In May 2013 the original canine crew and I experience a spectacular scenic drive in southern Utah on our way from Bluff to Capitol Reef.
Today’s photos feature our overnight stop at the midpoint. We travel a portion of the Trail of the Ancients and camp at a very small, primitive, BLM campground in the Glen Canyon Recreation Area called Dirty Devil.
The Dirty Devil River snakes through the canyon below the campground, making its way to the Colorado River. Camping fee for seniors with a pass was $3 in 2013.
In today’s post I write about recent activities at our home in southern Arizona. Only one more week until my sister Nancy, my nephew Frank, and Marg arrive!
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Thursday, August 9, in Arizona
Shortly after daybreak Reggie, Roger and I step into the back yard. I’m wearing my nightie and sandals and holding a cup of freshly made coffee.
My gosh, it’s chilly out here!
The storm during the night was powerful and long, passing through stages of lightning, strong winds, hail, and rain. The rain was thunderous on the roof. This morning it’s a different world — calm and quiet with clear, blue sky.
Mike the roofer arrives with a work team of three guys.
They set up a scaffold along the back of the house and carry an air compressor, various tools, lumber, and other supplies from the utility trailer hitched to the truck. Today’s task is to remove and replace the gutters and rotting fascia board.
When the work is well underway, Mike and one of the workers leave for another job. They return in the afternoon.
After a couple weeks of daily highs above 100 degrees . . .
A relatively cool day in the 80s is greatly appreciated. I buzz from one task to another, inside and out, enjoying the background music of drilling, sanding, sawing, nailing, and men talking and joking while they work. Periodically the air compressor wakes up and roars.
All the activity, new people, and new sounds fill Reggie and Roger with happy energy. They stick close by, and, whenever one of the men takes a brief break in the camp chair to drink a bottle of water, his lap immediately receives two flying chihuahuas.
I go out to the Best Little Trailer.
I open up the ceiling vent and turn on the Fantastic Fan. I also open up the windows and close only the screen door. The carpeting on the walls and ceiling feels dry, yet it must not be completely. An odor developed from being closed up overnight so more airing out is called for.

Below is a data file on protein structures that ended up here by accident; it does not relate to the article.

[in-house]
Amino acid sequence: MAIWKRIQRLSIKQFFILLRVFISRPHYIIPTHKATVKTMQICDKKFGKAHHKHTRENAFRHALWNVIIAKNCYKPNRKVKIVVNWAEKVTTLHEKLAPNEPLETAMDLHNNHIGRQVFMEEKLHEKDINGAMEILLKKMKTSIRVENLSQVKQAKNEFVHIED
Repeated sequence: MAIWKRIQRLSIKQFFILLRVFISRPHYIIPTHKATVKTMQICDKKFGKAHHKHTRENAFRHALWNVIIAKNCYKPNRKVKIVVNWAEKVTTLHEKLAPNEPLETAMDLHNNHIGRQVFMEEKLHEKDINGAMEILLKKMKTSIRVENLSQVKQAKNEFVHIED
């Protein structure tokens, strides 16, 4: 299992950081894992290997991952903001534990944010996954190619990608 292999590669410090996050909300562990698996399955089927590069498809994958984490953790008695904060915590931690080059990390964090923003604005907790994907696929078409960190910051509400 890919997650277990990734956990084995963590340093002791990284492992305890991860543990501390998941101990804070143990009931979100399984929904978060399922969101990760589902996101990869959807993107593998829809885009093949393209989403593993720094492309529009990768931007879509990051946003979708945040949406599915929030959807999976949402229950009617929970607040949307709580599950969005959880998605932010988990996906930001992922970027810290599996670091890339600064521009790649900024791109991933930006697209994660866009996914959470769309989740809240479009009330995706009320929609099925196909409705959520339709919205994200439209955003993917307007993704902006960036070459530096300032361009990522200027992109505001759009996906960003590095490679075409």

Later I hang the new curtains.
Flouncy-flouncy! I didn’t choose them for that and they’re a bit much at first, until I get used to them.
I chose these curtains for two reasons.
I want white to show through the windows from outside. Not wanting to pay for white-lined curtains (or block that much light), I go for white cafe curtains. I also chose these because they are inexpensive, comparatively, that is.
The waffle-weave pattern is barely visible in the photo (You can see the Waffle Weave Cafe Curtains at Amazon.). My pic does show how the light comes through. People buy these curtains for their kitchen or bathroom because they are waterproof.
Friday, August 10
We are blessed with another “cool” day. I open up the BLT again, turning on the fan. Before breakfast I saw a big limb off one of the mesquites. No longer will I smack my head into it when mowing the lawn!
Later I cut it into smaller lengths with my dull hacksaw and cram the pieces into the back of the Perfect Tow Vehicle. The PTV now has a full load of branches, cardboard, and other large items not suitable for trash pick-up.
Goodbye to the crew and I’m off to the transfer station.
I return home with a feeling of accomplishment. With the PTV empty, I can hose her interior clean. I’ll return the stuff we use when camping to the PTV. That will remove a lot of clutter from the patio area. Nancy is going to need a place for what she describes as “all my crap.”
Nancy is packing and packing and packing. She laments in a recent email, “I’m too sentimental! I have too much stuff!”
I smile at that.
Nancy and I share a few commonalities, yet we are different in many ways, of course.
I don’t attach sentiment to things the way people usually do. That’s okay because it’s a pleasure for me to witness other people enjoying their treasures and keepsakes.
My photos are my treasures.
Look at that magnificent canyon (above) with the Dirty Devil River flowing through it.
I want to be there again someday!
NOTE: To read more about our camp at Dirty Devil Campground, follow this link. At the bottom of the post is a slideshow. Note the improvement in photos from that post to this one, due to better editing. — Sue
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